Donald Trump has recently reversed his stance on a number of key foreign policy issues: NATO, Russia, China, and Mexico. From a geopolitical perspective, Trump’s remarks validated that limitations exist in the real world—even for the US president.
These limitations explain why he has backtracked on some of his key campaign promises.
An About-Face On NATO
Alongside NATO Secretary General Jens Stoltenberg, Trump made an unequivocal reversal on the organization when he stated, “I said it [NATO] was obsolete. It’s no longer obsolete.”
He preceded this comment with acknowledgement that NATO had adapted and now meets the US demand for the organization to aid in the fight against terrorism.
The comment most likely was aimed to justify to the public Trump’s reversal on NATO.
Trump’s prior rhetoric implying that the US was ready to abandon the group was not to be taken literally, but rather as simply campaign talk. It also served as a threat to European countries to send the message that Washington would value bilateral relations more than the larger group.
Once in office, leaving NATO was never truly an option.
However, the domestic and foreign demands that Trump faced—many of which still subscribe to the ideal of multilateralism and internationalism—forced him to recant this view and adopt a more moderate and cooperative stance.
The second clear reversal of opinion occurred when Trump said, “We’re not getting along with Russia at all. We may be at an all-time low in terms of a relationship with Russia.”
In the lead-up to the 2016 election, Trump did not hold back in expressing his admiration for Russian President Vladimir Putin and his desire to bring US-Russian relations to a cordial level.
However, the vision of Moscow and Washington becoming allies does not align with geopolitical realities. Russia seeks to expand its influence beyond its borders to create a buffer zone around core areas like Moscow and St. Petersburg. The westward expansion of Russian influence threatens Europe, which the US does not want to see dominated by Russia.
Washington needs to keep both Russia’s and Europe’s power in check, and an effective way of doing this involves allowing them to confront one another. Essentially, what is good for the US is the exact opposite of what is good for Russia. There is little to no middle ground for compromise.
Compromising On China And Mexico
Most important was Trump’s reversal on China. Trump not only revealed that the US would offer a good trade deal to China in exchange for help with North Korea, but also that he would not consider China a currency manipulator.
During his presidential campaign, Trump strongly criticized China for manipulating its currency and using other unfair trade practices that resulted in a large US trade deficit with China. He promised to rectify this imbalance once in office, but the realities he encountered prevent him from following through.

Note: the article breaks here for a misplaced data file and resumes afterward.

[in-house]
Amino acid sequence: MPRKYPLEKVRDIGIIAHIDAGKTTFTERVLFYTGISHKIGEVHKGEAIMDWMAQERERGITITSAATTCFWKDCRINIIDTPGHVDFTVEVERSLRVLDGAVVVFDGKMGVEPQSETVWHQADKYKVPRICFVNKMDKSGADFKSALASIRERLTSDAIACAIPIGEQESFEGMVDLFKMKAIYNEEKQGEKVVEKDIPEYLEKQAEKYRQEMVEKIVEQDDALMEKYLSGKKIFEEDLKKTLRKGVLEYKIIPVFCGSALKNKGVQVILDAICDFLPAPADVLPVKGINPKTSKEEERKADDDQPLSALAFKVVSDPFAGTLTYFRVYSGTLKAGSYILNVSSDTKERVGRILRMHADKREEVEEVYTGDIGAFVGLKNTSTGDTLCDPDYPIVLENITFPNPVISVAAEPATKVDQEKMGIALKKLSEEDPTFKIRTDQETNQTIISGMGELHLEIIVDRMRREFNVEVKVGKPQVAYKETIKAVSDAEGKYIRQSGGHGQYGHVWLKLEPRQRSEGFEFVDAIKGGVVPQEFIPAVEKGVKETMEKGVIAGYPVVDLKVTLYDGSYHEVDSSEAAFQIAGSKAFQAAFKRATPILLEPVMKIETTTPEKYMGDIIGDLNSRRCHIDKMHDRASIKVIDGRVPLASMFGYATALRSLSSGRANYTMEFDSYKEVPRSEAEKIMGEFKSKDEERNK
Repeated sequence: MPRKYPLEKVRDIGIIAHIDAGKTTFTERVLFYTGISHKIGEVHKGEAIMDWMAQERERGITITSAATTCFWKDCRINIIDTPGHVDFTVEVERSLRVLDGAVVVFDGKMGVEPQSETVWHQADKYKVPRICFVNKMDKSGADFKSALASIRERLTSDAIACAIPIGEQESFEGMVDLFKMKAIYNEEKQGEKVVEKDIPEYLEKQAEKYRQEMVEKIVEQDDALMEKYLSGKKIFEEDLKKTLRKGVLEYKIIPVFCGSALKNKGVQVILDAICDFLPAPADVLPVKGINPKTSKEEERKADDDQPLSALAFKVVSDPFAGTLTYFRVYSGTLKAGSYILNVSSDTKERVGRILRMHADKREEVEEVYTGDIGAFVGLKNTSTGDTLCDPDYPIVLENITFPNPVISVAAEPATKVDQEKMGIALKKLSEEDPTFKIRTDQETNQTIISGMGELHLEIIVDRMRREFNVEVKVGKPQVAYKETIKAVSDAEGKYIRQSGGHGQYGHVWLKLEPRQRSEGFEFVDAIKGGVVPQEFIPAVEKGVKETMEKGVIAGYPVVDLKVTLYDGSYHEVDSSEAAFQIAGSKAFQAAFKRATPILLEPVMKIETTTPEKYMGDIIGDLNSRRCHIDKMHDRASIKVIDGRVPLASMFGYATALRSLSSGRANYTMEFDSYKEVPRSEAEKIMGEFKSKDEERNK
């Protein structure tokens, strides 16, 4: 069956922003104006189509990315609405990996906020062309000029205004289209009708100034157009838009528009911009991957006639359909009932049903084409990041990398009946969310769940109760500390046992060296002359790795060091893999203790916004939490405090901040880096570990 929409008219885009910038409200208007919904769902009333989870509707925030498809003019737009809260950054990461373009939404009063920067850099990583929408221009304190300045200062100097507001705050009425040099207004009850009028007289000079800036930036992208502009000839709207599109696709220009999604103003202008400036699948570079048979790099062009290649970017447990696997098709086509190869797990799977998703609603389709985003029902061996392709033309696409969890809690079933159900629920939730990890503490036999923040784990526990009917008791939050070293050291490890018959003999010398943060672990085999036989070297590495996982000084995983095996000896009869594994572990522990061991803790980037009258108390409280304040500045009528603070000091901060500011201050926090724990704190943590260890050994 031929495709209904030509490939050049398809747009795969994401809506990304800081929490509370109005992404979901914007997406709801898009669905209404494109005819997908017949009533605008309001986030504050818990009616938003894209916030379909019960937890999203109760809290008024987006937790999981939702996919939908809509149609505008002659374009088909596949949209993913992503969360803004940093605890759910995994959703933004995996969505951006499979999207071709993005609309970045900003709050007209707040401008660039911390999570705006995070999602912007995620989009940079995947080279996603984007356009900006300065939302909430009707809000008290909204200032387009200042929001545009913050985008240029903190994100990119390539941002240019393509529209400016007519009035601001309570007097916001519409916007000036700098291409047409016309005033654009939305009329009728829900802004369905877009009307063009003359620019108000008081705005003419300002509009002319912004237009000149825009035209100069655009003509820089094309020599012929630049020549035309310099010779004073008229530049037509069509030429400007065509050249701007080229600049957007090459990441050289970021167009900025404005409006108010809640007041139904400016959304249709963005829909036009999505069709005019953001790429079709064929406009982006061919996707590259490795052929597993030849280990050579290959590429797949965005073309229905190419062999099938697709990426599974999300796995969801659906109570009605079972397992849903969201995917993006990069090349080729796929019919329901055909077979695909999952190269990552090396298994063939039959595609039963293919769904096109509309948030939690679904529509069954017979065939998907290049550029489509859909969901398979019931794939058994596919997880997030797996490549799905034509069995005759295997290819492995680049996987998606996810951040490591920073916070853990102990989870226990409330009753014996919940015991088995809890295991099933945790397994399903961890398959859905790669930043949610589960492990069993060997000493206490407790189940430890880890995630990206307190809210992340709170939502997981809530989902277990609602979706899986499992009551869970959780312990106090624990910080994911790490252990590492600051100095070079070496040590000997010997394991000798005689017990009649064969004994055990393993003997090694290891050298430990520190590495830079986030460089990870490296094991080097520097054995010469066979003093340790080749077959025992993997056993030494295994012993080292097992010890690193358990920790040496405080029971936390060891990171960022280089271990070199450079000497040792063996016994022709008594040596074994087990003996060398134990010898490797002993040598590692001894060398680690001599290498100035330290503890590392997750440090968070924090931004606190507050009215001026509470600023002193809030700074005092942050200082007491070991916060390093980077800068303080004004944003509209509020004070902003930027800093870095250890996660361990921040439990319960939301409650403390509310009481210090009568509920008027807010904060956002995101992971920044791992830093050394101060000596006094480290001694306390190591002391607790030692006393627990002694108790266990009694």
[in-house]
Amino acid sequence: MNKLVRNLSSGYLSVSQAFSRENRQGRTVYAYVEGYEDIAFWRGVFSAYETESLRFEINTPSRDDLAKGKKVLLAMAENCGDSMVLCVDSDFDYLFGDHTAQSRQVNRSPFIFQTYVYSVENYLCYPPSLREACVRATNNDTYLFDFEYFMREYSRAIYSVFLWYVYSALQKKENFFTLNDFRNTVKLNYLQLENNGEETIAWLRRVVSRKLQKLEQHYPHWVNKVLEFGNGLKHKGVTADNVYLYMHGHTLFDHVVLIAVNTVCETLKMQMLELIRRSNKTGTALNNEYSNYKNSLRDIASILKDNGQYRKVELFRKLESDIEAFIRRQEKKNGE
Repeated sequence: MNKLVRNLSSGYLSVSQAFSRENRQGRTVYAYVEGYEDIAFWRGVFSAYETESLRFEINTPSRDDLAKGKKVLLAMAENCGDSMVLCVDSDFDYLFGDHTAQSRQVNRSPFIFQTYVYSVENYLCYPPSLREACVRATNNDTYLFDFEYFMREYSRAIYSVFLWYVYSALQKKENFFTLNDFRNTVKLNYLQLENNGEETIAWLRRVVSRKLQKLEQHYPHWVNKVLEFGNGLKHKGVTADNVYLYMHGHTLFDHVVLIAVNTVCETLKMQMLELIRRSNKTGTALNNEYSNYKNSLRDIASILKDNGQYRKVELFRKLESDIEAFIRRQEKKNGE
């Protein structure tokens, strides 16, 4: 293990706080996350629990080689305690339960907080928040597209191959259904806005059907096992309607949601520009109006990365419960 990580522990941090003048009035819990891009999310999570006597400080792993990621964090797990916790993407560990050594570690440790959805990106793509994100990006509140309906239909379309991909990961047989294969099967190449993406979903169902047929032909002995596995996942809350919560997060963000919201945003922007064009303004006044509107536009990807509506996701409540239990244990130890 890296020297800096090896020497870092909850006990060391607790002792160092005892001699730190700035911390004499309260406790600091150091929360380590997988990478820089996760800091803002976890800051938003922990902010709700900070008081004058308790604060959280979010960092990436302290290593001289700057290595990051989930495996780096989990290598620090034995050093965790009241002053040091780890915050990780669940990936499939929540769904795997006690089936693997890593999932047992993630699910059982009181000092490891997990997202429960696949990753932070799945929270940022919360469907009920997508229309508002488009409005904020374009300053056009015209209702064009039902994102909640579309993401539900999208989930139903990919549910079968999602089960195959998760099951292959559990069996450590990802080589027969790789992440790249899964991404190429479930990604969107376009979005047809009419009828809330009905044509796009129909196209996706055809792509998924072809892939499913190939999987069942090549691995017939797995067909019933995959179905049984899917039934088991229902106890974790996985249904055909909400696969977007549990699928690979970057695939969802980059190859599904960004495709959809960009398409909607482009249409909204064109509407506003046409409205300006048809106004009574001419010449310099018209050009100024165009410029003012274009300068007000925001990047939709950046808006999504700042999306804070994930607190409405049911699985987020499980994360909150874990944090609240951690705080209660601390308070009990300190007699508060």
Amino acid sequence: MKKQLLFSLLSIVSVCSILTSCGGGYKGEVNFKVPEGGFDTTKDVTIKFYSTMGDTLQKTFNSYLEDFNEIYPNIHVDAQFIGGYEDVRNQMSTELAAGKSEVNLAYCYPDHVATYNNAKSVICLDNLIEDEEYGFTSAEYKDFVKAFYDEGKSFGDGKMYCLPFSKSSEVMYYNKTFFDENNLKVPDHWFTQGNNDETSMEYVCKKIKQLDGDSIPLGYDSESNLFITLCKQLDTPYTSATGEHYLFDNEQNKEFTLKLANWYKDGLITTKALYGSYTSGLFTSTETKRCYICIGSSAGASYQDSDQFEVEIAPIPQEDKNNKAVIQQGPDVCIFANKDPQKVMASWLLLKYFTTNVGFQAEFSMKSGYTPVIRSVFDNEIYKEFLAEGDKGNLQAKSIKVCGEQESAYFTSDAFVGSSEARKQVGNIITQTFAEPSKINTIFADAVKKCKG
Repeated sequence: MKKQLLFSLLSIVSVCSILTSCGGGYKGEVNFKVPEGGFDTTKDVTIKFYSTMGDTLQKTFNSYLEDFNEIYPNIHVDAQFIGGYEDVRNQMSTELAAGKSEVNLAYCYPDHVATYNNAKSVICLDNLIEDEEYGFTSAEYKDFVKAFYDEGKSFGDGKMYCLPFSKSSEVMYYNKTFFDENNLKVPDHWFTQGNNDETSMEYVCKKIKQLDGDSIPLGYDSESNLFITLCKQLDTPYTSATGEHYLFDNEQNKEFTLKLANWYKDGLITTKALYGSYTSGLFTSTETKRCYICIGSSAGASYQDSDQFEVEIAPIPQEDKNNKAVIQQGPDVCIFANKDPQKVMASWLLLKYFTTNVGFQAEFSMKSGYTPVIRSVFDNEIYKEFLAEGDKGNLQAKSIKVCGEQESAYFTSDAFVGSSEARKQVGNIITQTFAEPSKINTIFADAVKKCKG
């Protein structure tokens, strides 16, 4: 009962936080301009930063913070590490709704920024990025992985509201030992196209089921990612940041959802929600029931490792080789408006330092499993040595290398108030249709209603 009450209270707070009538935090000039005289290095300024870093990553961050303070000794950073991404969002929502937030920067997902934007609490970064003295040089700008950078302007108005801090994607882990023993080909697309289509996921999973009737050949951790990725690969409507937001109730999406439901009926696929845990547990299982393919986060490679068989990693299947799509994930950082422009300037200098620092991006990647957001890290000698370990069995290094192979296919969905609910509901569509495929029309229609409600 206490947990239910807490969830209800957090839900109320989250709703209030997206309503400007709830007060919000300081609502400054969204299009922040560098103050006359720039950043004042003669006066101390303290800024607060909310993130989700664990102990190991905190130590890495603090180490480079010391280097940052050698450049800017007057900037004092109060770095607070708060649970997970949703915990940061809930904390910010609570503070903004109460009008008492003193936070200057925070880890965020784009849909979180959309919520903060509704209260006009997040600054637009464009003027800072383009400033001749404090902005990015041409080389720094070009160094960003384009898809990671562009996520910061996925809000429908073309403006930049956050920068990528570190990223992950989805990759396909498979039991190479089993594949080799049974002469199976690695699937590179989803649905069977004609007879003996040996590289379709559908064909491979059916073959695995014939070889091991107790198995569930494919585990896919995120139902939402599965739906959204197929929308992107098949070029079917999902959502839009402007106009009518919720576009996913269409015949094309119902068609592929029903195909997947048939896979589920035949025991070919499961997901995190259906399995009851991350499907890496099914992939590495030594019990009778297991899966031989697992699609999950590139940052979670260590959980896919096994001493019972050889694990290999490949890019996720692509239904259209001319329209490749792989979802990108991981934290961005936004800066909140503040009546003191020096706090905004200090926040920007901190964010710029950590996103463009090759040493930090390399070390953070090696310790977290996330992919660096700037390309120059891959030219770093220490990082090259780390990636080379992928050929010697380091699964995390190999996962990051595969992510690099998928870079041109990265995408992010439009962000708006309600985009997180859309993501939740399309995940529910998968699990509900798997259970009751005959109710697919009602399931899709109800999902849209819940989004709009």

The escalation of North Korea’s potential threat to the US and its allies forced Trump to shift his stance on China. Concern is growing that Pyongyang may be closer to having the capability to adhere a nuclear warhead onto a medium-range missile.
Suddenly, the US could no longer ignore this threat. Enter China, the country that has steadily presented itself as a mediator that can keep North Korea in line.
As for Mexico, the changing position has had a lower profile. Its importance lies in what hasn’t happened. The US has not left NAFTA, and construction of Trump’s promised border wall is not even close to beginning.
Trump has downgraded his NAFTA rhetoric from leaving the association to revising the current agreement. The border wall has yet to get any congressional funding, and it already faces at least one lawsuit.
This shift can be largely attributed to large state economies that share a border with Mexico, specific economic sectors (especially farming) and special interest groups that depend on trade with Mexico.
The most vital takeaway is that, like any other president, he is succumbing to the constraints surrounding him. All presidents must adapt to reality after the campaign has ended.
Trump’s confrontation with reality and his reversals are more jarring than his predecessors’ due to the extreme positions he took during the campaign and the urgency with which he needs to regain support.
Trump is a weak president who lost the popular vote to his competitor but managed to win the White House thanks to the electoral college. He does not have control of or broad support from the party with which he was affiliated during the elections.
His approval rating, according to Gallup, is about 41 percent—among the lowest presidential approval ratings this soon after Inauguration Day.
Trump needs to gain support fast, and that requires extreme action. He won office by portraying himself as a radical isolationist, but such an extreme stance alienated him from centrist allies whose support is necessary for him to govern.
The sense of urgency comes from the fact that his shaky relationship with Congress cannot be completely lost and may still be salvageable.
So Trump has made moves to radically shift his position on some key issues hoping to gain centrist support, as outside constraints have made his prior statements no longer operative.
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